With hundreds of people watching as midnight approached, a crane moved in and took down a Confederate monument that stood in the town square of an Atlanta suburb since 1908.
The stone obelisk was lifted from its base with straps amid jeers and chants of “just drop it!” from onlookers in Decatur, Georgia, who were kept a safe distance by sheriff’s deputies.
Mawuli Davis, a driving force behind the lobbying effort to remove the monument, watched with others as the obelisk was slowly lowered onto its side and slid to a waiting flatbed truck.
Davis’ organisation, the Beacon Hill Black Alliance for Human Rights, held a demonstration in front of the monument just a day earlier, pleading for its removal.
“This feels great. This is a people’s victory. All of our young people from Decatur High School that made this happen. All of these organisers, everybody came together,” Davis told The Associated Press.
“This is it. This is a victory for this country. This is an example of what can happen when people work together.”
Groups like Davis’ and Hate Free Decatur had been pushing for the monument to be removed since the deadly 2017 white nationalist rally in Charlottesville, Virginia.
The monument was among those around the country that became flashpoints for protests over police brutality and racial injustice in recent weeks, following the death of George Floyd at the hands of police in Minneapolis.
The city asked a Georgia judge last week to order the removal of the monument, which was often vandalized and marked by graffiti, saying it had become a threat to public safety.
DeKalb County Judge Clarence Seeliger agreed, and ordered the 30-ft (9-m) obelisk in Decatur Square to be removed by midnight June 26 and placed in storage indefinitely.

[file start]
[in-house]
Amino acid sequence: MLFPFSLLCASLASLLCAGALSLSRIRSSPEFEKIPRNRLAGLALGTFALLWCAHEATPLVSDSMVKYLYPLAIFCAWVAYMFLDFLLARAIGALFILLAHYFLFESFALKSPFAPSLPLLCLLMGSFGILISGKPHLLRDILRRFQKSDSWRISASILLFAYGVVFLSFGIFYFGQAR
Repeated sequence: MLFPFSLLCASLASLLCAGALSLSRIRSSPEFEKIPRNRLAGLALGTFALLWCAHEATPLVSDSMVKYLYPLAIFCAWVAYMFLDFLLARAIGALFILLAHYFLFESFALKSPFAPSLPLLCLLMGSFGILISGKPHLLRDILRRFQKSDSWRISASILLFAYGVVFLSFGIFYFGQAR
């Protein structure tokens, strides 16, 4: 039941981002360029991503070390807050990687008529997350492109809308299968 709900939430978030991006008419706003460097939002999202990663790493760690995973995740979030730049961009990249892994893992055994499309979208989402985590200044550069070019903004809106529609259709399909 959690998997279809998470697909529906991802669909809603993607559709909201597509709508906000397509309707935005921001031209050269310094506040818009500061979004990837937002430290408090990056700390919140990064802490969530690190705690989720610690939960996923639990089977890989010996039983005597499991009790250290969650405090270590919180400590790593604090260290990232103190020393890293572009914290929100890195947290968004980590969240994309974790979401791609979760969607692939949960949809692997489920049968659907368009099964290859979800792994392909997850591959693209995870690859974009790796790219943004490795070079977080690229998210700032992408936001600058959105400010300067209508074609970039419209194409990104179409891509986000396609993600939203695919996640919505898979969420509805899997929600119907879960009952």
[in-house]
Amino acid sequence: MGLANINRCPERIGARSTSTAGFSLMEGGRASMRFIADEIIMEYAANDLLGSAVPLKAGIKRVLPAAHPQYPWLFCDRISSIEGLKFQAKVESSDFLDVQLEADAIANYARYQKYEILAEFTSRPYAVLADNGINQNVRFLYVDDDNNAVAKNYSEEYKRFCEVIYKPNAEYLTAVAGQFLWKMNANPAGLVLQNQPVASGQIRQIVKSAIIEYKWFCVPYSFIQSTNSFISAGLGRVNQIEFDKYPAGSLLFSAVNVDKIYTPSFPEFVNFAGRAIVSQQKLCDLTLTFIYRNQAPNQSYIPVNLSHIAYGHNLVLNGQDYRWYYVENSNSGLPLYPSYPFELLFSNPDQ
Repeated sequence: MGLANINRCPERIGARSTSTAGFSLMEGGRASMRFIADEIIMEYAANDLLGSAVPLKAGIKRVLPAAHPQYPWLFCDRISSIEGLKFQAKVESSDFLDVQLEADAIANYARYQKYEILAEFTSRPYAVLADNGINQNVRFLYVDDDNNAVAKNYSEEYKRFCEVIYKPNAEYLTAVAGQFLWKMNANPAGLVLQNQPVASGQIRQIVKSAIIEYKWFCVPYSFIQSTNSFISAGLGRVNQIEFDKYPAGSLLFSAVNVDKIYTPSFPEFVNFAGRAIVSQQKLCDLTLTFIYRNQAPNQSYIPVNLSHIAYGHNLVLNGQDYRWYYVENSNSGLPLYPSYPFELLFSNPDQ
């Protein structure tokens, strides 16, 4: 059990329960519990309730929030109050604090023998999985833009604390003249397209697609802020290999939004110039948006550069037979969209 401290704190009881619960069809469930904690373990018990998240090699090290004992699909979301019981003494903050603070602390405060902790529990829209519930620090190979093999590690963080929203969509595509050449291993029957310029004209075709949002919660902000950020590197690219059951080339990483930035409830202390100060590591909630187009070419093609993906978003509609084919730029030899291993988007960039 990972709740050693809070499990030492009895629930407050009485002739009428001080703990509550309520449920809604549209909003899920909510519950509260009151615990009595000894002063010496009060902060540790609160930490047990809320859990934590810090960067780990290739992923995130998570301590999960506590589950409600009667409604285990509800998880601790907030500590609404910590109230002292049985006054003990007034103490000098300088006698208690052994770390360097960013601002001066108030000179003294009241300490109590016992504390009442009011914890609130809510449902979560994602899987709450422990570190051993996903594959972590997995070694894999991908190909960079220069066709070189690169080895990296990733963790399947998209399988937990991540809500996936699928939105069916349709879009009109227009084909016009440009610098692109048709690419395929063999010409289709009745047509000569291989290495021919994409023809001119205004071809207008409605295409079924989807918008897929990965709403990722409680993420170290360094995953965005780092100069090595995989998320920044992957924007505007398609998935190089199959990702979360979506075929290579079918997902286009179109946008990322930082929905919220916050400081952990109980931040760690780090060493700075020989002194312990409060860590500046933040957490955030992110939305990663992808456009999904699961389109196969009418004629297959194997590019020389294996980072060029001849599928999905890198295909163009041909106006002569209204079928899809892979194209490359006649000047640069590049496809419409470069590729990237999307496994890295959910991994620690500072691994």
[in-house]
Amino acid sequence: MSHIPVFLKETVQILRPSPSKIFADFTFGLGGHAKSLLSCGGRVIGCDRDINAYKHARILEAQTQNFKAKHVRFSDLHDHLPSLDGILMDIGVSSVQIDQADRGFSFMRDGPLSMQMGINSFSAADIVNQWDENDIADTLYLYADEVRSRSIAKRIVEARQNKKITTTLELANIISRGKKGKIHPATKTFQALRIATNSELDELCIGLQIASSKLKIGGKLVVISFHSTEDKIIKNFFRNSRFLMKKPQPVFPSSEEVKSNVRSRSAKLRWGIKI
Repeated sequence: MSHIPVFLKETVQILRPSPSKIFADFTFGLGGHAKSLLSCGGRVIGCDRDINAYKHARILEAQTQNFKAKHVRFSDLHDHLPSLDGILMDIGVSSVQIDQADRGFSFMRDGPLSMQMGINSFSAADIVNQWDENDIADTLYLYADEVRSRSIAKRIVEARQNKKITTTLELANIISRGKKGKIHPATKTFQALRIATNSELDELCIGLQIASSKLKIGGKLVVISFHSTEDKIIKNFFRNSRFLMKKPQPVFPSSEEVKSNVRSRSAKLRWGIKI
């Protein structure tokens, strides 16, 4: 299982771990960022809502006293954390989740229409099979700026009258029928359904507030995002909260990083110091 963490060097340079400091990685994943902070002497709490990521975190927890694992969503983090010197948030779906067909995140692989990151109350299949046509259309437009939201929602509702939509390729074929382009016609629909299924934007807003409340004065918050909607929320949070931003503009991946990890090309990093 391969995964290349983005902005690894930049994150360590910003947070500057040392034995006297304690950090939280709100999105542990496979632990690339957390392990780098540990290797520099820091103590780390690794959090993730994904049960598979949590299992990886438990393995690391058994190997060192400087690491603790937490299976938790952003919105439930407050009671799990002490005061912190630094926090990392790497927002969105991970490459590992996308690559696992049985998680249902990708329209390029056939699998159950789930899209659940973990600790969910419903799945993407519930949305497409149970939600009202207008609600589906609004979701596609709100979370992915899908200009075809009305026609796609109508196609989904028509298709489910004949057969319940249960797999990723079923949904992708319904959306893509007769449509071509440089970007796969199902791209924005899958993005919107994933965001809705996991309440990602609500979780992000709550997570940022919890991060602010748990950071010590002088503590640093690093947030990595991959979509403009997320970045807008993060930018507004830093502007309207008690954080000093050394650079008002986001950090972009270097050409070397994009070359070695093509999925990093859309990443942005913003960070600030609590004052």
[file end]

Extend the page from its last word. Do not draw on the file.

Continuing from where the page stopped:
His order came hours before a white Atlanta police officer fatally shot another black man, 27-year-old Rayshard Brooks, in the back, sparking renewed protests in Georgia’s capital region.
Instead, the monument came down on the eve of Juneteenth — the holiday celebrating the day in 1865 that all enslaved black people learned they had been freed from bondage — as workers chipped it loose and the crowd cheered.
“It’s always been troubling to see that monument over there on the square. We spend a lot of time up here and it’s troubling that our friends and our loved ones and other people of colour have to look at that monument to slavery and to the Confederacy,” said Megan Beezley, who hustled to the Square with her daughter after hearing about the removal from a Facebook post.
DeKalb County spent several years trying to rid itself of the Lost Cause monument erected by the United Daughters of the Confederacy in 1908. A marker added last September says the monument was erected to glorify the ‘lost cause’ of the Confederacy and has bolstered white supremacy and faulty history.